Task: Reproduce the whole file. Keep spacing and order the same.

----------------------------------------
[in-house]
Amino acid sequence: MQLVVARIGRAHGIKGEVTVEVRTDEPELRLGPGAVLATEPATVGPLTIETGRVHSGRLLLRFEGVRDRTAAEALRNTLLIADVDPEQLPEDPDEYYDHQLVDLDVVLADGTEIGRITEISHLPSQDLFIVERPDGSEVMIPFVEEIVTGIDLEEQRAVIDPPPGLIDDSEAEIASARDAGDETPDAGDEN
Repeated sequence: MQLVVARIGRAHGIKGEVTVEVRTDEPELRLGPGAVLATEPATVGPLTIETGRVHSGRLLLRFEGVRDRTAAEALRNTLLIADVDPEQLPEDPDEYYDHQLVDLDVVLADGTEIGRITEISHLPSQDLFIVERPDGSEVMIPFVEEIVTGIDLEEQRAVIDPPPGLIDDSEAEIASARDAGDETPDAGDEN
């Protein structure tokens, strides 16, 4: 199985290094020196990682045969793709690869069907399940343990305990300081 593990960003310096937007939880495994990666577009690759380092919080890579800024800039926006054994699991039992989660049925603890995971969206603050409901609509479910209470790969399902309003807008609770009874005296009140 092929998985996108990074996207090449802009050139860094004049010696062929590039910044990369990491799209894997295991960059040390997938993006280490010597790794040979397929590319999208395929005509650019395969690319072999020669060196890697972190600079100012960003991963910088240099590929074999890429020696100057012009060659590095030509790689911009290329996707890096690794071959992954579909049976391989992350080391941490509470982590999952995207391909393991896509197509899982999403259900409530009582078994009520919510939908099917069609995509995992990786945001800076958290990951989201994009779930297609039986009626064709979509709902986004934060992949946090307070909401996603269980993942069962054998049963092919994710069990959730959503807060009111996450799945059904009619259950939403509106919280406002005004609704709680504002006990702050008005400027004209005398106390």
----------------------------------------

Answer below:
[in-house]
Amino acid sequence: MQLVVARIGRAHGIKGEVTVEVRTDEPELRLGPGAVLATEPATVGPLTIETGRVHSGRLLLRFEGVRDRTAAEALRNTLLIADVDPEQLPEDPDEYYDHQLVDLDVVLADGTEIGRITEISHLPSQDLFIVERPDGSEVMIPFVEEIVTGIDLEEQRAVIDPPPGLIDDSEAEIASARDAGDETPDAGDEN
Repeated sequence: MQLVVARIGRAHGIKGEVTVEVRTDEPELRLGPGAVLATEPATVGPLTIETGRVHSGRLLLRFEGVRDRTAAEALRNTLLIADVDPEQLPEDPDEYYDHQLVDLDVVLADGTEIGRITEISHLPSQDLFIVERPDGSEVMIPFVEEIVTGIDLEEQRAVIDPPPGLIDDSEAEIASARDAGDETPDAGDEN
């Protein structure tokens, strides 16, 4: 199985290094020196990682045969793709690869069907399940343990305990300081 593990960003310096937007939880495994990666577009690759380092919080890579800024800039926006054994699991039992989660049925603890995971969206603050409901609509479910209470790969399902309003807008609770009874005296009140 092929998985996108990074996207090449802009050139860094004049010696062929590039910044990369990491799209894997295991960059040390997938993006280490010597790794040979397929590319999208395929005509650019395969690319072999020669060196890697972190600079100012960003991963910088240099590929074999890429020696100057012009060659590095030509790689911009290329996707890096690794071959992954579909049976391989992350080391941490509470982590999952995207391909393991896509197509899982999403259900409530009582078994009520919510939908099917069609995509995992990786945001800076958290990951989201994009779930297609039986009626064709979509709902986004934060992949946090307070909401996603269980993942069962054998049963092919994710069990959730959503807060009111996450799945059904009619259950939403509106919280406002005004609704709680504002006990702050008005400027004209005398106390």